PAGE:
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Home Improvement 2006  

Getting it done

  Whether you're going with a pro or doing it yourself, here's expert advice to bring your plan to reality.
Hot new stuff for the home handyman
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One pro who isn't sold is master plumber and carpenter Tim Carter, who also writes the syndicated newspaper column "Ask the Builder." Carter says he doesn't like the way it sounds when you walk on it, and it's tough to replace a section if it gets damaged.

One recent advance in the hardwood laminates is the advent of having the underlay attached to the boards. Underlay usually comes in rolls; it has to be put down first before the floor is laid. As an alternative, try using rolls of cork as an underlay, Carter says. "That's what they've done in Europe for years."

Decking. This is Wilson's area of expertise and personal passion. He's currently doing a major project at his own house that includes a dual-level deck with an outdoor kitchen and -- no, this is not a misprint -- a brick bread oven.

One of the innovations he's seen recently is in underdeck fastening systems that eliminate nail or screw holes on the surface of the deck. "They come with a clip or a metal fastener," Wilson says. "Some look like a plastic biscuit. Some fasten under the deck, and some fasten between the boards. "

The other major improvement, he says, is in the area of water-based deck sealers. It sounds like a contradiction, he admits, since sealers are meant to keep water out, but that's just what they do. One new sealer, Thompson's Advanced, can be applied to damp wood, which means that a homeowner could clean and seal a deck in a single day.

As an aside, Wilson -- a paid spokesman for Thompson products -- says it's easy to clean and treat a deck as a DIYer. All you need is some deck cleaner, a plastic garden sprayer and a stiff bristle brush for the cleaning, and a paint pad and some deck sealer for the second step. "People are used to using brushes and rollers, but I use a paint pad and it works great. You get really nice, even coverage. I took one of those deep baby-wipe containers; it's the perfect size for a 7-inch paint pad."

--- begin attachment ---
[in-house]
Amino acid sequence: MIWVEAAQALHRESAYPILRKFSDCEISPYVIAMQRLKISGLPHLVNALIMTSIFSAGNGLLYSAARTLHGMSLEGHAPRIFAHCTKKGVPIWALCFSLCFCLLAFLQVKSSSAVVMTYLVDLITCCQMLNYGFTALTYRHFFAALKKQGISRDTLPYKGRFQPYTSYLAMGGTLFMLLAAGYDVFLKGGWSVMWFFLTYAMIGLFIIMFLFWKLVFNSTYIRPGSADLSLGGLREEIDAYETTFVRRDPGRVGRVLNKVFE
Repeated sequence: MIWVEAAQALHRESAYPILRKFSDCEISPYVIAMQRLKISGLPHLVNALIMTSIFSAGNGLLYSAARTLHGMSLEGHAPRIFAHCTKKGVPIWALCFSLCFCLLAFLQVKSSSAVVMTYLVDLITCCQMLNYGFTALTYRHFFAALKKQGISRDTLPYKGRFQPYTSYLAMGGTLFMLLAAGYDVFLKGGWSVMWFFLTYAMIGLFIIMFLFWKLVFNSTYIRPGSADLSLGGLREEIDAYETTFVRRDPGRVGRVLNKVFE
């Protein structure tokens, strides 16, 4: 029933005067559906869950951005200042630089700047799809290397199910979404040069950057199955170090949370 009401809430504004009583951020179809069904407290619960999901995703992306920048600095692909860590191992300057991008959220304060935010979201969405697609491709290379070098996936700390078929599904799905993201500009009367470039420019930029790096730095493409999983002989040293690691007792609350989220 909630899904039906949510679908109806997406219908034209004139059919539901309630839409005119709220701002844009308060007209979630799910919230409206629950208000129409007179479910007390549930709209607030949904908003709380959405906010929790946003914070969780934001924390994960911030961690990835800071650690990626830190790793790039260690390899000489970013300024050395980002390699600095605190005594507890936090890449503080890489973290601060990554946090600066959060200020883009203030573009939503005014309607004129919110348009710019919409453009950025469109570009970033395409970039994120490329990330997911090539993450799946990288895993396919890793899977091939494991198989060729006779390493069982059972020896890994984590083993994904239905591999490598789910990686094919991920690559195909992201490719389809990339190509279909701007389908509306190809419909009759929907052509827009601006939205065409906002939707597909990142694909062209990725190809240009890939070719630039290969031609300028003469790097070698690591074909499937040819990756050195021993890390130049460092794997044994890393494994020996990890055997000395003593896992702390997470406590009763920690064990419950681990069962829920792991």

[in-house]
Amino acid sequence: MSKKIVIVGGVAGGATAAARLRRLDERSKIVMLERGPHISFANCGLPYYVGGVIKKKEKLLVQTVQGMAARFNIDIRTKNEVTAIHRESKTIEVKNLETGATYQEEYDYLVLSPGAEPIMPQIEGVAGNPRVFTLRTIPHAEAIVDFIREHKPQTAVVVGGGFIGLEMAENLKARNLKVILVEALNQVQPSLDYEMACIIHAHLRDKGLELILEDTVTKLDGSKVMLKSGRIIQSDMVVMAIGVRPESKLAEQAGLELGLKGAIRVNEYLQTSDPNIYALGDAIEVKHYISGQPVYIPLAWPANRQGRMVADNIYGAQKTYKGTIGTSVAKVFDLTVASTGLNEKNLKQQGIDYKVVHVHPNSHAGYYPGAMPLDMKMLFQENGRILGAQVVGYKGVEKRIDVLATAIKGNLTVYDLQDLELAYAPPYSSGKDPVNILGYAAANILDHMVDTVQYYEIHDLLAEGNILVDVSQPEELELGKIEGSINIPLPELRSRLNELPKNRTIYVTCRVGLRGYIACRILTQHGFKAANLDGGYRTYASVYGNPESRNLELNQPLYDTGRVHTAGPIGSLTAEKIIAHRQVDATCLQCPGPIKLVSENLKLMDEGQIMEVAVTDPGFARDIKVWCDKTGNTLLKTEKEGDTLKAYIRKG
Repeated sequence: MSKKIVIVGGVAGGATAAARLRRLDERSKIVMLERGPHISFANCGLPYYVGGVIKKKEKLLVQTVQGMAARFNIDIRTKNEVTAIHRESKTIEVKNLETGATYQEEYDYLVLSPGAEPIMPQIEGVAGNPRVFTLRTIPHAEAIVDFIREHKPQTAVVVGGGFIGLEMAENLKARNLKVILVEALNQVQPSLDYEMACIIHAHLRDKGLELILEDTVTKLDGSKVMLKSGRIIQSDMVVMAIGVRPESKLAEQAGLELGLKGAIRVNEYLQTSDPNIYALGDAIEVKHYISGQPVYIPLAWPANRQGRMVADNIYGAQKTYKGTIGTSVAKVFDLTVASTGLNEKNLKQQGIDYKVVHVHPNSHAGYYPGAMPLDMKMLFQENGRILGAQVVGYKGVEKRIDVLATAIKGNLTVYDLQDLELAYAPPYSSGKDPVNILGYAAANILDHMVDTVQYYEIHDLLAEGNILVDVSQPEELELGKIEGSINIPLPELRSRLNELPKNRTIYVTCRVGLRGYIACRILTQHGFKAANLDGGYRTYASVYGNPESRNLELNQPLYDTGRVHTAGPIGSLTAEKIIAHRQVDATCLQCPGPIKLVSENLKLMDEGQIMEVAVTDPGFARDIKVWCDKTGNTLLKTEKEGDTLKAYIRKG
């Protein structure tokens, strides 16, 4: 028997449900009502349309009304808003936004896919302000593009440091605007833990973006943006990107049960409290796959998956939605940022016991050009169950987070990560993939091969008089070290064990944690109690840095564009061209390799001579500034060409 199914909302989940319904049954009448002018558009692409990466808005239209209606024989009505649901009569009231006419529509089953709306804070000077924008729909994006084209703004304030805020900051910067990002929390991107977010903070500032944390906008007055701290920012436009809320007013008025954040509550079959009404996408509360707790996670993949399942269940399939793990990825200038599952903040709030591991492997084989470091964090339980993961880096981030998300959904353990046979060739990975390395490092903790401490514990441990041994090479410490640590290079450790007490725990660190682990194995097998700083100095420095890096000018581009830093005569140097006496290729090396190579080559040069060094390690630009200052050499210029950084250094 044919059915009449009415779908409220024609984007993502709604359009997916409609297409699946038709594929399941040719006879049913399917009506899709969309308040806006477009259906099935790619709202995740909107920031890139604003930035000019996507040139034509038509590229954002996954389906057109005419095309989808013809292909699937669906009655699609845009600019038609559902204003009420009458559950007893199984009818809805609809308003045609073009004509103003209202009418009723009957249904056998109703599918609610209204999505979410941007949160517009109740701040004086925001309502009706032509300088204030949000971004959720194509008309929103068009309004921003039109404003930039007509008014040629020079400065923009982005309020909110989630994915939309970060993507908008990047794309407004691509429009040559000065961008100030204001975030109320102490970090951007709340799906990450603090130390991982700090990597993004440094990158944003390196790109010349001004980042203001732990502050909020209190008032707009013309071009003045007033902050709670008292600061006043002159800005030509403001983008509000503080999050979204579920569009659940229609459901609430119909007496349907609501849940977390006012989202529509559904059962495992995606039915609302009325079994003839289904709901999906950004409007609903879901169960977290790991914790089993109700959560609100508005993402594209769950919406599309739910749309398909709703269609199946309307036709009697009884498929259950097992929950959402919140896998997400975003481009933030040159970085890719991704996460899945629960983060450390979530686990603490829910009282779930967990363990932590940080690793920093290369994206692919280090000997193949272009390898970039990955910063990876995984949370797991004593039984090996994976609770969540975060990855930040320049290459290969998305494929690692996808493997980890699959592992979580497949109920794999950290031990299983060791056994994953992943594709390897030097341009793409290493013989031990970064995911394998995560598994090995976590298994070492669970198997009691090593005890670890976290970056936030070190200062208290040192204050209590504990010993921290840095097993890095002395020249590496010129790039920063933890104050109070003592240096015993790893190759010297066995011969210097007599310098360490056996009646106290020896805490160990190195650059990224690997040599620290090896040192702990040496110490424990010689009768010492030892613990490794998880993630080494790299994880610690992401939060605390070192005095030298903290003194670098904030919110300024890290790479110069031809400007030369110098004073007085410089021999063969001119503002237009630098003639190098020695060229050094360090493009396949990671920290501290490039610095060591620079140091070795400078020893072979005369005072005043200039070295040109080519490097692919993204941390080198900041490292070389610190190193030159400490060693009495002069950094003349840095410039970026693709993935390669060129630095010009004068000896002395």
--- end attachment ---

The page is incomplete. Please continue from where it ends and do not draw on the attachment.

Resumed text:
Perennial favorites
If ever there were a friend of the DIYer, it is duct tape. If love covers a multitude of sins, duct tape covers a multitude of mistakes. But, according to the pros, it doesn't stick very well to porous surfaces, such as brick, stucco or rough lumber. While we are attempting to refrain from product endorsements of any kind, we kept hearing about Gorilla Tape by the makers of Gorilla Glue.

"Gorilla Glue has expanded its whole product thing, come in and kicked butt on duct tape," Carter says. "They have a tape out that is so much stronger than traditional duct tape."

So we did a Web search and found references of independent, very scientific testing by people who stuck it to things that they shouldn't have, such as hoods of cars, and nearly ripped the paint off trying to remove it. People were suggesting it as alternatives for clamps in wood shops and listing it as a Christmas gift idea for the guys in your life. About $10 a roll for 35 yards, it's a lot more expensive than regular duct tape, but we were sufficiently impressed to provide a mention, for which we have not be compensated in any way.

-- Posted: April 12, 2006
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